Did you hope MAD MAX: FURY ROAD would be good? Well, it isn’t good. It’s GREAT.
I had high hopes for MAD MAX: FURY ROAD, a movie which promised not only the return of Max Rockatansky, but also creator George Miller, who directed all three previous Mad Max movies. My expectations increased after the first trailer hit, hinting at a kinetic energy that transcended even the
full-throttle momentum of The Road Warrior. So call me an easy mark if you want, but by the time Fury Road started running last night, I was ON. BOARD.
When I say “started running,” I mean it literally, as this movie is brimming with energy, not only in the precision and audacity of Miller’s camera work, but ingrained into the very fabric of the film. As you may have heard– which I can now enthusiastically confirm– Fury Road is, in essence, one giant action scene, an extended chase sequence which keeps the story and its various characters in a constant state of forward momentum. I mean this as an absolute compliment– the presence of near-constant action beats, colossal levels of carnage, explosions and mass mayhem could, in less skilled hands, easily become a droning bore, dulling the audience’s senses and strong-arming us into a disconnect with what is taking place on screen. But Miller avoids this potentially lethal pitfall, by not simply upping the ante, but tying the crests and falls of the action closely to the characters themselves, establishing stakes and creating moments of true fear and anger, as well as elation and investment, all while Max, Furiosa (an incredible Charlize Theron) and their team rocket forward on an insanely cool looking War Rig.
The energy and visuals alone would be enough to make Fury Road well worth a watch. But there’s even more to this movie than the astonishing set pieces, the fantastic sense of scope, and the confident direction of a true master of action filmmaking. The cool thematic stuff beneath the surface of this movie, most notably the feminist undertones, are what makes Fury Road a modern classic, with a sense of social relevance every bit as aggressive as its action beats. You might have heard your local Men’s Rights Advocate whining that Max isn’t really the protagonist of Fury Road, and this is essentially true– that honor goes to Furiosa. It’s her journey we’re following, as she defects from the vile Immortan Joe, attempting to free his “wives” (translation: sex slaves) and spirit them to safety. Max is certainly a part of this mission– reluctantly at first– and he is brought to life perfectly by Tom Hardy… but his role is that of an ally, doing his part to help Furiosa’s cause.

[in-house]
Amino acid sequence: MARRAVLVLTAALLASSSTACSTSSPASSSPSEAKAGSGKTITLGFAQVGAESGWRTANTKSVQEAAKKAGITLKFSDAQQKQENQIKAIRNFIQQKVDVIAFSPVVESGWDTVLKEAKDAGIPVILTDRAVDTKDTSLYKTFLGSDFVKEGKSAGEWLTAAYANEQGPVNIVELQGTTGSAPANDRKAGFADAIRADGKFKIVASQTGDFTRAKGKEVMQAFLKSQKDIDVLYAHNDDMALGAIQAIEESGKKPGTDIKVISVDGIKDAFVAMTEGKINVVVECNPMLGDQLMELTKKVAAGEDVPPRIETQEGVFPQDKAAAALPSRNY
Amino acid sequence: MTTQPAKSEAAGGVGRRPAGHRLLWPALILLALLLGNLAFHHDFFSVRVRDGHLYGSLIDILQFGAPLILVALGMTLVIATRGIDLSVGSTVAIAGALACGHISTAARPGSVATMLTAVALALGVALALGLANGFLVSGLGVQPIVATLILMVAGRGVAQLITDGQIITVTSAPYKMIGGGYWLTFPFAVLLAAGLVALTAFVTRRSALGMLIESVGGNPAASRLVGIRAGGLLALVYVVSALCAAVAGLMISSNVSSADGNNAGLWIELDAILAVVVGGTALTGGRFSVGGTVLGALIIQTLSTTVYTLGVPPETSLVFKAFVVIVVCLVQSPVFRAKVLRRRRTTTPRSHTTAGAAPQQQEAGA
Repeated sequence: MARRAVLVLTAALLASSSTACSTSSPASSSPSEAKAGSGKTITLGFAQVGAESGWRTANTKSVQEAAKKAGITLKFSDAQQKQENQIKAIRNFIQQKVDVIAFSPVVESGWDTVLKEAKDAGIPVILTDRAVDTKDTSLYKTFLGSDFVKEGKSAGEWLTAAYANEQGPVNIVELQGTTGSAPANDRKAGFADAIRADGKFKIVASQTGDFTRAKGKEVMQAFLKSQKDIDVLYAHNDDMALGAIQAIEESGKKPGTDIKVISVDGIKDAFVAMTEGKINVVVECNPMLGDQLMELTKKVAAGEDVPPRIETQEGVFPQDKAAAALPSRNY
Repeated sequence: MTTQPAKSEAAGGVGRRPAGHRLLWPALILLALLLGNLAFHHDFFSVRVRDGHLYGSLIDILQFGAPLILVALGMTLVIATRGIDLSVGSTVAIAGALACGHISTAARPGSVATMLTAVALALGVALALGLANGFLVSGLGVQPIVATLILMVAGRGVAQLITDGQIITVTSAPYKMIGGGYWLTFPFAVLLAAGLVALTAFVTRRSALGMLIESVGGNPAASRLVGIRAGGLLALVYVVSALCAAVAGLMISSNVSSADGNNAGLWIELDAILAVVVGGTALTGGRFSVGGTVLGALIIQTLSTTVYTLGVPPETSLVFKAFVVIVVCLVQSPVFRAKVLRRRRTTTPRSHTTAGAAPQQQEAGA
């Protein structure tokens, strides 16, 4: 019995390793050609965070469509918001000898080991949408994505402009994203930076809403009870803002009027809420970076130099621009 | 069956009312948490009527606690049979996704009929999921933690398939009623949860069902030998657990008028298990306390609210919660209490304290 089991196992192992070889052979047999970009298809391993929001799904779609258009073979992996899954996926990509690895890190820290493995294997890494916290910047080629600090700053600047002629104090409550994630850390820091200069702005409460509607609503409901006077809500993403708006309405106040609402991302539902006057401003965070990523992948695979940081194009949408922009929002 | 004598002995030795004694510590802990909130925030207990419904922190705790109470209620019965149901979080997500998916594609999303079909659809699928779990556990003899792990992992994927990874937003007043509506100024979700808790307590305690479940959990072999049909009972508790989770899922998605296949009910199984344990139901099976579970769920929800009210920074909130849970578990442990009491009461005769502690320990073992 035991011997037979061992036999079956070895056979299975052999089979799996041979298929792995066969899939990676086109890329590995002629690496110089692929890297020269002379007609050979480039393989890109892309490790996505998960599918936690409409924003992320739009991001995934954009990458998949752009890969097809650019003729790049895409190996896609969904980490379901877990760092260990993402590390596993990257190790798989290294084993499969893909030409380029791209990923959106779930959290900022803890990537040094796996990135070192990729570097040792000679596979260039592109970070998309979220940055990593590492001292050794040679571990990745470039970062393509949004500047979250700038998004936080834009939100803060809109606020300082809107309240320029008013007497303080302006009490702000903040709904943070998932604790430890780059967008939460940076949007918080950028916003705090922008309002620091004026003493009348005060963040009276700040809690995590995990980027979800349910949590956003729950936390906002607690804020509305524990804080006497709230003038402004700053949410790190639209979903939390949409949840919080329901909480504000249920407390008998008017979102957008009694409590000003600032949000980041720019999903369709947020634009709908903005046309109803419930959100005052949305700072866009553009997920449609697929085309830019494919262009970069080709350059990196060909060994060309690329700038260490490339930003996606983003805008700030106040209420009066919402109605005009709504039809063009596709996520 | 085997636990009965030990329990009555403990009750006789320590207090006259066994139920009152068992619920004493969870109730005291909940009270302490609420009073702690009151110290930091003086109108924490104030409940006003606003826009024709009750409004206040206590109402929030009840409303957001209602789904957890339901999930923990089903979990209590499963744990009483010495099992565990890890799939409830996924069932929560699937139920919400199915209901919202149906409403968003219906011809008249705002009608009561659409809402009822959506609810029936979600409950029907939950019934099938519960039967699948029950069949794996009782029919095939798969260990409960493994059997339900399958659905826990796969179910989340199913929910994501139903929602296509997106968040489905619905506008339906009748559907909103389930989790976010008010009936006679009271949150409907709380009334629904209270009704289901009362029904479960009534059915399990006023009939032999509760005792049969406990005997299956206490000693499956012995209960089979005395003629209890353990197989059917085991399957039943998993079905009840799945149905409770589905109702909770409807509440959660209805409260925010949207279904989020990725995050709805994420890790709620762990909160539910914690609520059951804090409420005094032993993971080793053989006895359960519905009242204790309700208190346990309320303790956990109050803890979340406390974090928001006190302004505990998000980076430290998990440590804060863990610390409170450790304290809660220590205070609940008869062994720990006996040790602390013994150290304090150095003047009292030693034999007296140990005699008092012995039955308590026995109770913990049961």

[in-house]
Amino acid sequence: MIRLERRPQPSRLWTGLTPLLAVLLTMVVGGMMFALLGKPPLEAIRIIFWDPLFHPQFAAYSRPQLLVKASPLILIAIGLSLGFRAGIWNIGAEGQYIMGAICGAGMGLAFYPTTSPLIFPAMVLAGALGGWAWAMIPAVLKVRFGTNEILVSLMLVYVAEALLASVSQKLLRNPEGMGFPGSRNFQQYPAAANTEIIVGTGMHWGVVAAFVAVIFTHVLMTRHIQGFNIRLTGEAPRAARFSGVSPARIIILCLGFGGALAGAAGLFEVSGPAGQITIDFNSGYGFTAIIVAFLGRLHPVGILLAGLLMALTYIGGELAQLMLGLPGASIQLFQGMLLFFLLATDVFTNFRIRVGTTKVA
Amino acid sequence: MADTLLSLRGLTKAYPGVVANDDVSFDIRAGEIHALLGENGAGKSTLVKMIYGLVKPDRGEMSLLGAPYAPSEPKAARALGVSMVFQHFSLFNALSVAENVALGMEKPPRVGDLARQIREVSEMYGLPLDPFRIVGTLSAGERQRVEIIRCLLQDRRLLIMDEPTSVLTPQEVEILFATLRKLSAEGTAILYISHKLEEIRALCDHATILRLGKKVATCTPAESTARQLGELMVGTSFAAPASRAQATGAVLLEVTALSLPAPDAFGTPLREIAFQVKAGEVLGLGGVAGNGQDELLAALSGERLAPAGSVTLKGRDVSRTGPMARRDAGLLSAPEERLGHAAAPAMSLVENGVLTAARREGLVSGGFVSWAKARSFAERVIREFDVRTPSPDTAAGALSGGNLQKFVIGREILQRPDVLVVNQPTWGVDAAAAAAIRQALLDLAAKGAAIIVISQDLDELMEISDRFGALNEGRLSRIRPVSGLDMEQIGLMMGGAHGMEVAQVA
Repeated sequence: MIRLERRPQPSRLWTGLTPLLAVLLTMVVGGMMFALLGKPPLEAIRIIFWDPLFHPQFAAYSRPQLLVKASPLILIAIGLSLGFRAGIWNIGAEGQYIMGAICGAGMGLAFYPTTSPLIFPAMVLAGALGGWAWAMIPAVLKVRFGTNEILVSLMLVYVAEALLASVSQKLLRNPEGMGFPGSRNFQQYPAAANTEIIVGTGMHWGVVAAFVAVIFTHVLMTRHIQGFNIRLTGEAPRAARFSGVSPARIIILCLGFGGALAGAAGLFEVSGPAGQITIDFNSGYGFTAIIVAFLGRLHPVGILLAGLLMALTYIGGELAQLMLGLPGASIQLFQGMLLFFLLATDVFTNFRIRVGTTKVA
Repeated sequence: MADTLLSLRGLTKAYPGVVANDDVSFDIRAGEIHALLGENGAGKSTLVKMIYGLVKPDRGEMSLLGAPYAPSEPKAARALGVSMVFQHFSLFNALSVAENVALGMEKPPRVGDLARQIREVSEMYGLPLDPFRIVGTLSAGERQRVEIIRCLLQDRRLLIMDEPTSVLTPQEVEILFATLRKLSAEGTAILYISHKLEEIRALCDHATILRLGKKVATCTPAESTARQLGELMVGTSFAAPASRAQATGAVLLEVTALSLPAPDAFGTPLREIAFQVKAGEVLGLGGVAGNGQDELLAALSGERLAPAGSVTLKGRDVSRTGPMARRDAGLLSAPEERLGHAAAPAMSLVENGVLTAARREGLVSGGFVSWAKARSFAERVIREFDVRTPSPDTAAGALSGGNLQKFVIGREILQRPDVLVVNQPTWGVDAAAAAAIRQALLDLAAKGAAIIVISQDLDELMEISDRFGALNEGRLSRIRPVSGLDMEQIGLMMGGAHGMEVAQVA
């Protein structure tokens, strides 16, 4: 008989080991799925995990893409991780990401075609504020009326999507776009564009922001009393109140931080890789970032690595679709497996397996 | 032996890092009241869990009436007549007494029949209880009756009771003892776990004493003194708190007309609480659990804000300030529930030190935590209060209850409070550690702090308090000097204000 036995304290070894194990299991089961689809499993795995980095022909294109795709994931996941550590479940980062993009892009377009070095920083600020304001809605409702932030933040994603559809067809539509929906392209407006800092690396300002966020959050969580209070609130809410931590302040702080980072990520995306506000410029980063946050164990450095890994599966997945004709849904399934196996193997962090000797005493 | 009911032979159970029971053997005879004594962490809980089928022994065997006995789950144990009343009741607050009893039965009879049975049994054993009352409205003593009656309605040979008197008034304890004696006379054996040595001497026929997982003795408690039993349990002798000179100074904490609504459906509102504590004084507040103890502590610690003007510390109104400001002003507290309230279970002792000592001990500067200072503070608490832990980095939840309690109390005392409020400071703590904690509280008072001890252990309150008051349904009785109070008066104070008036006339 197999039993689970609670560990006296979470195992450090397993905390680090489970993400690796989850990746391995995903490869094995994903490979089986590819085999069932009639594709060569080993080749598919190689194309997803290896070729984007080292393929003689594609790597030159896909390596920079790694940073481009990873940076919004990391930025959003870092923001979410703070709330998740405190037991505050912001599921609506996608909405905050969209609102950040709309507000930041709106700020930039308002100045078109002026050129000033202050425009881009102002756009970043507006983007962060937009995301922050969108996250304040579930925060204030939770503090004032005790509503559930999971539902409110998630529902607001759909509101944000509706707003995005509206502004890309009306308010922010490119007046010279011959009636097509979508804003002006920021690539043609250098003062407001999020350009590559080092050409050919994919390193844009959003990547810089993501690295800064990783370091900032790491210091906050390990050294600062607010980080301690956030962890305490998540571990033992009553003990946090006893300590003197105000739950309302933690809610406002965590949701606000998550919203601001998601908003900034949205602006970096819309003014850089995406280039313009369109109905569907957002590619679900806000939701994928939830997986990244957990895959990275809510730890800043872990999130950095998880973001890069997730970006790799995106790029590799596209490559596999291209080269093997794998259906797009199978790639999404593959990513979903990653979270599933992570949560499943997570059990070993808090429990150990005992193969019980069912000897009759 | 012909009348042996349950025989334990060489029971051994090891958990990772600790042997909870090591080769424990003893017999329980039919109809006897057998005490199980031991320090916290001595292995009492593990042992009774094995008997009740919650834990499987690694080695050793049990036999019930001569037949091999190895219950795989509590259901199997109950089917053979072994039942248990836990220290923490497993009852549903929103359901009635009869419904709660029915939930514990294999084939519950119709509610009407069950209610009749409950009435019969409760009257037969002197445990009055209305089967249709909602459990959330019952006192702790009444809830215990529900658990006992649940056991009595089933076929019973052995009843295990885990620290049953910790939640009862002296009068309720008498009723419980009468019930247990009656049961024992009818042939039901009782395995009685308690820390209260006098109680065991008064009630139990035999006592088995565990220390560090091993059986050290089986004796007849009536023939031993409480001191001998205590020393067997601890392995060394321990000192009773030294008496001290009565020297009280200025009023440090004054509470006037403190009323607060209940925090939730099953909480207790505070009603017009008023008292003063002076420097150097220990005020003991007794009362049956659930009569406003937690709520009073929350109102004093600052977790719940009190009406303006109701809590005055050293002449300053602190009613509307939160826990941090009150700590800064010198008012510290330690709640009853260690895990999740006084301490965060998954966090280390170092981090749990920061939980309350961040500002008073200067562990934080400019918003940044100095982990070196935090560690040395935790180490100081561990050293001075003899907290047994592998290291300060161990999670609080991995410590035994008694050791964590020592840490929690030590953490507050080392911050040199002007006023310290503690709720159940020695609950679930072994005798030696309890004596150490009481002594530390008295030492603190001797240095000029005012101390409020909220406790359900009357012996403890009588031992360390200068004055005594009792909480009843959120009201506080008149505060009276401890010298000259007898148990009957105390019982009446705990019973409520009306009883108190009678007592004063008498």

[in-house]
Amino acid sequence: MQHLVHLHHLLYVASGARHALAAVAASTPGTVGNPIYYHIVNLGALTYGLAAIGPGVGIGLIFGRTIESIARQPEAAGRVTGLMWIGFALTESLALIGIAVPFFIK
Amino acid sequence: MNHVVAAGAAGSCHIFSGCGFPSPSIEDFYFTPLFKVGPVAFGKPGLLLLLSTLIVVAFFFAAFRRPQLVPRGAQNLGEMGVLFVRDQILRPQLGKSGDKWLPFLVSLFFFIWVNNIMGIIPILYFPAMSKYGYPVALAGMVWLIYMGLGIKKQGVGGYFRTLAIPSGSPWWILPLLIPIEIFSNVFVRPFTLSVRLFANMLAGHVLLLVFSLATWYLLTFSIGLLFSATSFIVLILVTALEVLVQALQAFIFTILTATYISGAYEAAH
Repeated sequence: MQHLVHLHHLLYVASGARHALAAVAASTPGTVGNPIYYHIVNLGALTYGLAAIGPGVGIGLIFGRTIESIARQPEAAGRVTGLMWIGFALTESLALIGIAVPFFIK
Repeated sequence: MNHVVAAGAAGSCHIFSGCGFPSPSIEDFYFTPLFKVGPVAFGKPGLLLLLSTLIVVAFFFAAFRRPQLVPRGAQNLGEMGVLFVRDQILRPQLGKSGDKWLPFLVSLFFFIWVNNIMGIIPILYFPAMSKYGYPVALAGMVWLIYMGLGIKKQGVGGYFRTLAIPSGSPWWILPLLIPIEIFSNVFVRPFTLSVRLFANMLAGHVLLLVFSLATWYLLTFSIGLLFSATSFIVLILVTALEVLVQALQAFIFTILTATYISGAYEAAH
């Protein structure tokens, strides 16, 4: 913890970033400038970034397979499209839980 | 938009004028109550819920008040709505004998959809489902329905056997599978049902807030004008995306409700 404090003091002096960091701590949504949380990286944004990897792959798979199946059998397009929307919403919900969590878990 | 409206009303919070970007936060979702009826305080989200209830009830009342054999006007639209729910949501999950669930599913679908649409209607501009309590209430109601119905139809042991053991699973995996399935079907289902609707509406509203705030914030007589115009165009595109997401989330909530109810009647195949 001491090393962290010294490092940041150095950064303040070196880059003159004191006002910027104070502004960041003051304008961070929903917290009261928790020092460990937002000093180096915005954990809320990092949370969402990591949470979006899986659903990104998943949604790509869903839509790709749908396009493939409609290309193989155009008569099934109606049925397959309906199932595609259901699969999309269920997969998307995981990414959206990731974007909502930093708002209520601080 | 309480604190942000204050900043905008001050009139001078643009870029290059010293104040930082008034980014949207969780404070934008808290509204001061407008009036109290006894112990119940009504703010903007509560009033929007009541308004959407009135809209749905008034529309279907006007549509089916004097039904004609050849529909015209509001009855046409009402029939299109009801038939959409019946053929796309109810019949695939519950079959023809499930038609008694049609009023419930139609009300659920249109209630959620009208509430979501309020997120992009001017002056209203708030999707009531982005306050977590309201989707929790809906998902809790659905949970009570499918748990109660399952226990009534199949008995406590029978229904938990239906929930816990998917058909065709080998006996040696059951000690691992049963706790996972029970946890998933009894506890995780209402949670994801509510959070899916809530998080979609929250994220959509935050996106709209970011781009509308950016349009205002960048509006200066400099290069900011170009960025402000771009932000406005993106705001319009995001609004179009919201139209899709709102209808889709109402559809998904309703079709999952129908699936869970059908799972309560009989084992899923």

It’s a perfect setup, actually. In terms of the story. while I was fairly confident Max wasn’t going to die in this movie, everyone else is absolutely fair game, heightening the considerable tension of the visceral clashes between Furiosa’s Rig and Joe’s army of War Boys and their vehicular death machines. It also maintains the refreshingly practical feminist through-line as the story of a woman saving other women, and Max never co-opts the objective by assuming the “hero” role, nor does he desire to. Hardy and Theron are great together, recognizing something similar in one another that transcends even their mutual desire for redemption.
While they get slightly less screen time, the wives each get some time to establish themselves as unique characters, as opposed to just being defined as victims. Each of these women reacts to the madness in which they find themselves in a different way, but each is believable… and they lead each character to their own unique ending within the story.
On the opposing side of this high speed confrontation is Immortan Joe and his legion. The warlord’s authority in established early on– he controls the water in a fortified citadel, enjoying breast milk and other what-passes-for-luxuries of the post apocalyptic world, while withholding basics like water from the subjected masses beholden to him. The returning Hugh Keays-Byrne (who played Toecutter in the original movie) brings a diseased menace to Joe, a vile and cruel beast of a man hidden beneath an awesome looking respirator mask and body armor molded to look like a muscle-bound, idealized masculine body. This is one of a number of gleeful digs at patriarchal masculinity peppered throughout the movie (another being a character who is, literally, a manbaby), and it’s all rooted within the story. When Joe first discovers his wives are gone, one of them tagged a wall with the question “Who ruined the world?” The obvious answer being, men like Joe. Joe and his cronies all spring from this mix of social satire and genuine menace, which felt completely on point, yet made them an effective threat to our heroes.
Even more interesting were Joe’s foot soldiers, the War Boys. These shirtless, pale skinned zealots compose the bulk of Joe’s army, and essentially act as suicide bombers. We’re introduced to their extreme ideology mostly through Nicholas Hoult’s Nux, one War Boy whose arc I will not spoil in this review, but what makes these guys interesting are small details which suggest they, unlike Joe and his fellow warlords, may not be entirely willing participants in the atrocities they commit.
To say there’s a lot going on in FURY ROAD is kind of an understatement. Yes, the action is next-level incredible, thanks in a large part to Miller’s lean toward practical effects whenever possible. And yes, there’s some very cool social politics at play in the movie’s larger themes. But the true miracle of this movie is that it all comes together into one, cohesive whole, telling a simple yet sprawling story as effectively as any of the all-time action classics. Most movies this jam packed with set pieces, character arcs, elaborate production design, larger themes, and constant explosions would tend to leave the audience exhausted. FURY ROAD left us excited.
Because FURY ROAD is fucking awesome.